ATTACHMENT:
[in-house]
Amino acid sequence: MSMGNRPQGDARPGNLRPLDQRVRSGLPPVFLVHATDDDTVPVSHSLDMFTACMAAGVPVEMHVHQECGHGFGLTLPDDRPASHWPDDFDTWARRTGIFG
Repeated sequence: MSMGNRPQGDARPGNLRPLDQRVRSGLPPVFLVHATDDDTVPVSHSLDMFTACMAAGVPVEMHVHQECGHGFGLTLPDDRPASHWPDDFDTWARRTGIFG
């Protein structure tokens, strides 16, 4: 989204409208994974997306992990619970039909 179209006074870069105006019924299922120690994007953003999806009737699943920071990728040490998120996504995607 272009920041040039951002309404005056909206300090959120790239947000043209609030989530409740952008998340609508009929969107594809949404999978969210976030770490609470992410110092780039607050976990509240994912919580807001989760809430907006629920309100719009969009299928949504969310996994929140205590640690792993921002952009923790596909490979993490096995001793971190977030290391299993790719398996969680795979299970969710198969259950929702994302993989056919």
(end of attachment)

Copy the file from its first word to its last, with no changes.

[in-house]
Amino acid sequence: MSMGNRPQGDARPGNLRPLDQRVRSGLPPVFLVHATDDDTVPVSHSLDMFTACMAAGVPVEMHVHQECGHGFGLTLPDDRPASHWPDDFDTWARRTGIFG
Repeated sequence: MSMGNRPQGDARPGNLRPLDQRVRSGLPPVFLVHATDDDTVPVSHSLDMFTACMAAGVPVEMHVHQECGHGFGLTLPDDRPASHWPDDFDTWARRTGIFG
């Protein structure tokens, strides 16, 4: 989204409208994974997306992990619970039909 179209006074870069105006019924299922120690994007953003999806009737699943920071990728040490998120996504995607 272009920041040039951002309404005056909206300090959120790239947000043209609030989530409740952008998340609508009929969107594809949404999978969210976030770490609470992410110092780039607050976990509240994912919580807001989760809430907006629920309100719009969009299928949504969310996994929140205590640690792993921002952009923790596909490979993490096995001793971190977030290391299993790719398996969680795979299970969710198969259950929702994302993989056919």